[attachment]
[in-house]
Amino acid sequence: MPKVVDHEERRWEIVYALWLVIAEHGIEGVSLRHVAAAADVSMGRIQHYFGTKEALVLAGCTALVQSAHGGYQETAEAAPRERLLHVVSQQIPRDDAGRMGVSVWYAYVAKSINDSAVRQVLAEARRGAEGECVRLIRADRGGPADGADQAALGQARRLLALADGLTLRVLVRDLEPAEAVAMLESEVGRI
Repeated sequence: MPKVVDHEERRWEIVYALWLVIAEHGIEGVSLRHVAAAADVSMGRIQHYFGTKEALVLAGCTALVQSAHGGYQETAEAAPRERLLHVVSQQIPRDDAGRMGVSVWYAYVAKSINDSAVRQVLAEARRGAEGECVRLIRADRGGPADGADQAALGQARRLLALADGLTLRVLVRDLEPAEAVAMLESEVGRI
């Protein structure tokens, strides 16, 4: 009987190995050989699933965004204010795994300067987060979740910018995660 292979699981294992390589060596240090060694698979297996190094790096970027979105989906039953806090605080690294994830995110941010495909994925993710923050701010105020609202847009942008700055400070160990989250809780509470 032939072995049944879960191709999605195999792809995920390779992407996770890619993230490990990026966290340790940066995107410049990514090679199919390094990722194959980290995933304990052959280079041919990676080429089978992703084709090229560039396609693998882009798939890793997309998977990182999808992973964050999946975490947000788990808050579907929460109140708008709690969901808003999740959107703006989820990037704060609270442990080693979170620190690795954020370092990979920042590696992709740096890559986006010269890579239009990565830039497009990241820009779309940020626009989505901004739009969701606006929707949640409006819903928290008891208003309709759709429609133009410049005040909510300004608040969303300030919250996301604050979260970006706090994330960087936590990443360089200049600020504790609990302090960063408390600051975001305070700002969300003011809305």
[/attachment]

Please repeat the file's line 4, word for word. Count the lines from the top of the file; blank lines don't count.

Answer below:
């Protein structure tokens, strides 16, 4: 009987190995050989699933965004204010795994300067987060979740910018995660 292979699981294992390589060596240090060694698979297996190094790096970027979105989906039953806090605080690294994830995110941010495909994925993710923050701010105020609202847009942008700055400070160990989250809780509470 032939072995049944879960191709999605195999792809995920390779992407996770890619993230490990990026966290340790940066995107410049990514090679199919390094990722194959980290995933304990052959280079041919990676080429089978992703084709090229560039396609693998882009798939890793997309998977990182999808992973964050999946975490947000788990808050579907929460109140708008709690969901808003999740959107703006989820990037704060609270442990080693979170620190690795954020370092990979920042590696992709740096890559986006010269890579239009990565830039497009990241820009779309940020626009989505901004739009969701606006929707949640409006819903928290008891208003309709759709429609133009410049005040909510300004608040969303300030919250996301604050979260970006706090994330960087936590990443360089200049600020504790609990302090960063408390600051975001305070700002969300003011809305």